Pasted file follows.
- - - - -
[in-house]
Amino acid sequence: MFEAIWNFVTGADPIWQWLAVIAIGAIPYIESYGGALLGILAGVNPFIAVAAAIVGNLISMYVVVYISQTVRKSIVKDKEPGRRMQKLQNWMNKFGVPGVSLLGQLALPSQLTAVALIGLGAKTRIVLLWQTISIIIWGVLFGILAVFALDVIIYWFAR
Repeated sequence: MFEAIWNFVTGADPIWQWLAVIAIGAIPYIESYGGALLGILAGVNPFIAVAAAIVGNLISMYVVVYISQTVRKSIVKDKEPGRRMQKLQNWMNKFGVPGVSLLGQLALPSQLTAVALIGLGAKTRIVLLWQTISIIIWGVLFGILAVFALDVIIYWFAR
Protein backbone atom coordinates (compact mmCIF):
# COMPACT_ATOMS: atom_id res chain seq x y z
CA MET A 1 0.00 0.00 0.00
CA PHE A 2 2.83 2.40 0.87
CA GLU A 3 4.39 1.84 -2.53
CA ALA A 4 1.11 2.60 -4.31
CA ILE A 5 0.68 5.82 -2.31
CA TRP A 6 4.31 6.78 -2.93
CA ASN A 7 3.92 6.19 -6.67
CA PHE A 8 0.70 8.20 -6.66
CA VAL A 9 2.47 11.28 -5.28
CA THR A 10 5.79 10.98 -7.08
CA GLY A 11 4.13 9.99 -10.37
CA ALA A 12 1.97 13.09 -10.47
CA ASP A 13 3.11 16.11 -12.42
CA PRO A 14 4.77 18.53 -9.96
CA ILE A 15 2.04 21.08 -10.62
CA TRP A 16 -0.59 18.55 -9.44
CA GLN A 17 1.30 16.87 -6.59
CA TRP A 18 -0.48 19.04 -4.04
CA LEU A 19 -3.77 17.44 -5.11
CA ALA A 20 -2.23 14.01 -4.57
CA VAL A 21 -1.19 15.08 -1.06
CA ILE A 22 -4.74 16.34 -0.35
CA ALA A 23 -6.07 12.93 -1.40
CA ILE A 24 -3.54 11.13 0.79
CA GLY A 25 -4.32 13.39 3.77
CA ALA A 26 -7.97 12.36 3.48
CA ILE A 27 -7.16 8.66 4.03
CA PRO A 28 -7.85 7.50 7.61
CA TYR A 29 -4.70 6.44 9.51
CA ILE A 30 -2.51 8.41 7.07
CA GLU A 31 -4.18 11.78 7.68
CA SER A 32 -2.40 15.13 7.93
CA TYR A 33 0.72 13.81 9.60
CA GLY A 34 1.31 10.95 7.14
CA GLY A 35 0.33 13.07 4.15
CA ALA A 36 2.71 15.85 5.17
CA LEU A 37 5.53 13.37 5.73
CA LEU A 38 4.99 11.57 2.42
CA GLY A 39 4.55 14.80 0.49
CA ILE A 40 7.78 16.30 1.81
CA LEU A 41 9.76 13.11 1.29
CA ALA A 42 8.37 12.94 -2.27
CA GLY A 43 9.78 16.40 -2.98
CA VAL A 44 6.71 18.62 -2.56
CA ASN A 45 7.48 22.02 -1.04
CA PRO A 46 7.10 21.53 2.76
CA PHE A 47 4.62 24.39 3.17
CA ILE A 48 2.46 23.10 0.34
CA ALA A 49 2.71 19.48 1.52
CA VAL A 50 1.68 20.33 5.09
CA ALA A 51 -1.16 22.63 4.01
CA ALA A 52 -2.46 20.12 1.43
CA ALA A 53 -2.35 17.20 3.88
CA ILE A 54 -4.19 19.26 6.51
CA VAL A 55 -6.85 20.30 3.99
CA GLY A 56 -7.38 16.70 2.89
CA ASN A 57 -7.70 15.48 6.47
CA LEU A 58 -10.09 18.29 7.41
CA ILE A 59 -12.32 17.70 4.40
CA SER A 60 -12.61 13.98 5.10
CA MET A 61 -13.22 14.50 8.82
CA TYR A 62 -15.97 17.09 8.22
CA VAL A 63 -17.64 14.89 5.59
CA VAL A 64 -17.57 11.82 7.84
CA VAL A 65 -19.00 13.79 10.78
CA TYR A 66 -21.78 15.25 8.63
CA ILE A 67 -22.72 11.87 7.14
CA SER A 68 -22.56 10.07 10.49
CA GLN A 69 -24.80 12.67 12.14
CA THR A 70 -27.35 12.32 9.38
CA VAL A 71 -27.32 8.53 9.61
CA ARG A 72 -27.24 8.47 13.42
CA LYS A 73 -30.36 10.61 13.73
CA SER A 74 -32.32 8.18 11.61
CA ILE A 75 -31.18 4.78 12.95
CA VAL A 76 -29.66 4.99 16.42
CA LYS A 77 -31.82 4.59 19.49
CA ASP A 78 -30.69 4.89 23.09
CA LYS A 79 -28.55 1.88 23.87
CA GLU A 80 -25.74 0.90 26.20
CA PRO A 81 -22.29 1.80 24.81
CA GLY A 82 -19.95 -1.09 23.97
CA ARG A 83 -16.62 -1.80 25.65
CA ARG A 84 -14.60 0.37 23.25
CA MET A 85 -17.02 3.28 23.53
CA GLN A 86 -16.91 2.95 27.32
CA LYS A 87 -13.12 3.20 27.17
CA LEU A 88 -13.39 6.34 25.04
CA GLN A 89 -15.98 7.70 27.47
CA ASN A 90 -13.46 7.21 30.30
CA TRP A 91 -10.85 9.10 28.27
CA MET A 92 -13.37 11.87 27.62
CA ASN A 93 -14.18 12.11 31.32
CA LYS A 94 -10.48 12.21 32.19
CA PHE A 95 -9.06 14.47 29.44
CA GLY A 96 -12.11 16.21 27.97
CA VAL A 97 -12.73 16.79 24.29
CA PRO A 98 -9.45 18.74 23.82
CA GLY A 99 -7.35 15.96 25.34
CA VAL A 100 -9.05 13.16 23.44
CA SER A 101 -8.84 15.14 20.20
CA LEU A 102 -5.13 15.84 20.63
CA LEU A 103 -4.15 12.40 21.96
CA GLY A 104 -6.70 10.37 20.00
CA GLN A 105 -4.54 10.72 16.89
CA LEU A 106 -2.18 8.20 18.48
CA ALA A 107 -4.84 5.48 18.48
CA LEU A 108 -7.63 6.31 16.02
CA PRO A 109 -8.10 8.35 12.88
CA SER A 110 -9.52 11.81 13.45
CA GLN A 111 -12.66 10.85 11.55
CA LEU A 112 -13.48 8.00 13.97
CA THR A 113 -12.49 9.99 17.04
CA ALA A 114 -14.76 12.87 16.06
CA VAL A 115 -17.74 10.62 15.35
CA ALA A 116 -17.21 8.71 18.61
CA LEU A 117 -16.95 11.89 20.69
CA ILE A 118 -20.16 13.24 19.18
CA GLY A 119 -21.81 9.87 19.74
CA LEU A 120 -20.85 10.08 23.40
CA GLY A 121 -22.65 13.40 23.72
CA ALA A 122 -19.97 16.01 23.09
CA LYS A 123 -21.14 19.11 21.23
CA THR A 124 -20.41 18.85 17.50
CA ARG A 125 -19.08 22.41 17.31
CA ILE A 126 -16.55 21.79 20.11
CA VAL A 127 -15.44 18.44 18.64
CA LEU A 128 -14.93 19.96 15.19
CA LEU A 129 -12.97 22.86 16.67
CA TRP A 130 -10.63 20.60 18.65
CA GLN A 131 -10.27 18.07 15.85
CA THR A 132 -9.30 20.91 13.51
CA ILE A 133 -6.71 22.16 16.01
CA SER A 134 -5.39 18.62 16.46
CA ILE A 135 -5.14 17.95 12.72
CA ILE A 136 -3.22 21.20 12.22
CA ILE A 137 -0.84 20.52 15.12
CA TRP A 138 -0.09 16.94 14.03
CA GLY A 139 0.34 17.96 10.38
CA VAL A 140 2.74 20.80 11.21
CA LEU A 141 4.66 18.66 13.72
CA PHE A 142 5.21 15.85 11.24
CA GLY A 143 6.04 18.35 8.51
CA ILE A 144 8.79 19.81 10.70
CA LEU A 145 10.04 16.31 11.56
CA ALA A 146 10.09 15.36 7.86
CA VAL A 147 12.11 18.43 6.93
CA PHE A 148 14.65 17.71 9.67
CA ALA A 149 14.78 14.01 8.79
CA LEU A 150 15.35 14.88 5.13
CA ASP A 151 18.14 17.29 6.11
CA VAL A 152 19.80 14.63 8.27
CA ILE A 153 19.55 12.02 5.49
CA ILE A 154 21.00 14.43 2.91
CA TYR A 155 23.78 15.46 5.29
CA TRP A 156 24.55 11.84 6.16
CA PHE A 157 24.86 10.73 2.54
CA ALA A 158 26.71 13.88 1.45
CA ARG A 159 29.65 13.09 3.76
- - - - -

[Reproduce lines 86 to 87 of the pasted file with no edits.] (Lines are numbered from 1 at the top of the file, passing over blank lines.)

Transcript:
CA PRO A 81 -22.29 1.80 24.81
CA GLY A 82 -19.95 -1.09 23.97